Architects are always integrating. Synthesizing man-made structures with a landscape, unifying functional requirements with a building envelope, fusing family needs with a space they will inhabit. But how does one accomplish said design integration? I find clues and inspiration in movies that spotlight Rome.
“Layer-cake” architecture of Rome is my passion
In a perfect world, I’d spend the rest of my life in Rome. I’d wander into the Pantheon at least twice a week, climb the Cordonata steps to Piazza del Campidoglio every chance I get, have lunch on Piazza Navona, and listen to all the juicy gossip about Catholic popes of the past — the ones travel guides share with their groups at St. Peter’s Cathedral.
I’d be in my element. Rome and I would form an alliance and feel as one. However… Since I am not moving there just yet, I love watching movies where the city is the star. Even if I can’t swallow Peter Greenaway’s The Belly of the Architect on a regular basis, there are plenty of others.
Some of them are classics, like Federico Fellini’s La Dolce Vita. The Trevi Fountain scene is echoed in Rob Marshall’s Nine. I must’ve re-watched this musical drama half a dozen times. William Wyler’s romantic comedy Roman Holiday and Anthony Minghella’s psychological thriller The Talented Mr. Ripley come to mind as well. They provide the taste and the visuals for my own Roman experience, both above and below ground.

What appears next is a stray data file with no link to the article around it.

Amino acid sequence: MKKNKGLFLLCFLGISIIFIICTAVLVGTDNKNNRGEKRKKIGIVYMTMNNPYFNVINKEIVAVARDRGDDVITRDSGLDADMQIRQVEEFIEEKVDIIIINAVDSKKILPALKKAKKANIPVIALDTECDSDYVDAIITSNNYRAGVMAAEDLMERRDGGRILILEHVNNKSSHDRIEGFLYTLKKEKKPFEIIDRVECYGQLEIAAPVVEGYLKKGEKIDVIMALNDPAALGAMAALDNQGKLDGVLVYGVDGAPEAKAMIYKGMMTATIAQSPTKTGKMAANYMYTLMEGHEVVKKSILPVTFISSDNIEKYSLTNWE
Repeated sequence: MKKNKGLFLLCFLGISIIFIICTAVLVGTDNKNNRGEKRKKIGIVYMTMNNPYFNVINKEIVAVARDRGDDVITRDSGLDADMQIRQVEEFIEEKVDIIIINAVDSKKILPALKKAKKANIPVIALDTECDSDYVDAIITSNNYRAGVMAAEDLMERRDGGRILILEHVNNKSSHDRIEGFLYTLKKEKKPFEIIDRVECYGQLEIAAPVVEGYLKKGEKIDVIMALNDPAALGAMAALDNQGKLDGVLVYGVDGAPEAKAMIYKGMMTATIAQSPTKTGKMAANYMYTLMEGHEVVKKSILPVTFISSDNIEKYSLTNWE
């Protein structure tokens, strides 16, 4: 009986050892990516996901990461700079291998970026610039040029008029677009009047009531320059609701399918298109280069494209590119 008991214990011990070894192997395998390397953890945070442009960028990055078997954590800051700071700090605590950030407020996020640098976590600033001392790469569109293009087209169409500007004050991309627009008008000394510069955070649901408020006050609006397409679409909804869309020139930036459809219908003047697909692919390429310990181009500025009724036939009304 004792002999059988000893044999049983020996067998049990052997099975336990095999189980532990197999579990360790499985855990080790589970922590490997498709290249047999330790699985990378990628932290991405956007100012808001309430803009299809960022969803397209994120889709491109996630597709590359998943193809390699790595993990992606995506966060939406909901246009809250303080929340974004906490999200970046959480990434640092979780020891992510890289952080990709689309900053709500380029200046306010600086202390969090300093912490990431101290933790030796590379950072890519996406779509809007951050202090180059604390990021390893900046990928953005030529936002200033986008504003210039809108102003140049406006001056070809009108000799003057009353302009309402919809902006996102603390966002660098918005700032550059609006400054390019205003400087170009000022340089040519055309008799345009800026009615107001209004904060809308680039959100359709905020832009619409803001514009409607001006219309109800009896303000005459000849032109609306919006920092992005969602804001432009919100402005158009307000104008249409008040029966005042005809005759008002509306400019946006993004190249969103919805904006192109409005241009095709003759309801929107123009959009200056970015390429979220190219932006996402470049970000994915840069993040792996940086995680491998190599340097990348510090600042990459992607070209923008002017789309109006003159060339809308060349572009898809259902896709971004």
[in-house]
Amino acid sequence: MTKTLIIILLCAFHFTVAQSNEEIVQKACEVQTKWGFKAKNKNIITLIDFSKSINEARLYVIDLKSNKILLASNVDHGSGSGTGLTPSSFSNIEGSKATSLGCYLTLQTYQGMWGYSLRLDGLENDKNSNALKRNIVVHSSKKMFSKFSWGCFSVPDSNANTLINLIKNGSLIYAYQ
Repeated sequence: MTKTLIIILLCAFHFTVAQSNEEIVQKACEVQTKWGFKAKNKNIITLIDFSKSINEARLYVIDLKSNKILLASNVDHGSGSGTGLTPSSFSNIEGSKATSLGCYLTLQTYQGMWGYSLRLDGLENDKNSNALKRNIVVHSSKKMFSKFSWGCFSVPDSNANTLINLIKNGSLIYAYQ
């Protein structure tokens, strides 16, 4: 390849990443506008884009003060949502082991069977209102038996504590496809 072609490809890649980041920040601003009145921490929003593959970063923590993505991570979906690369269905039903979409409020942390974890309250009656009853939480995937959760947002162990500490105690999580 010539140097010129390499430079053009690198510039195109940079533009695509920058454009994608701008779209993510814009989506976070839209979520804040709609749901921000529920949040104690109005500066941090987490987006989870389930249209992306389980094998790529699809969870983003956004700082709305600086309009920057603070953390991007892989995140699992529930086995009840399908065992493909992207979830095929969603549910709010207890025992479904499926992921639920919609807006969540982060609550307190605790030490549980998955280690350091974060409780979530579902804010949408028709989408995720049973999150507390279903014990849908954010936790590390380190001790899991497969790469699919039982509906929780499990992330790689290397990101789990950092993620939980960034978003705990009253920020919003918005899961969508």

Design integration entails unity and balance
Watching movies that feature Rome’s architecture, I am “transported” and feel as one with the city. There is a sense of coherence that comes over me. I gain new insights and perspective. My eye caresses the beloved cityscapes and the mind’s eye focuses on how to merge the inspiration with my own work.
The goal is to construe the spirit of Rome and to apply its essence holistically at every stage of the process. Design integration is the implied overarching theme as I take on the responsibility of correlating building elements, parts and the whole.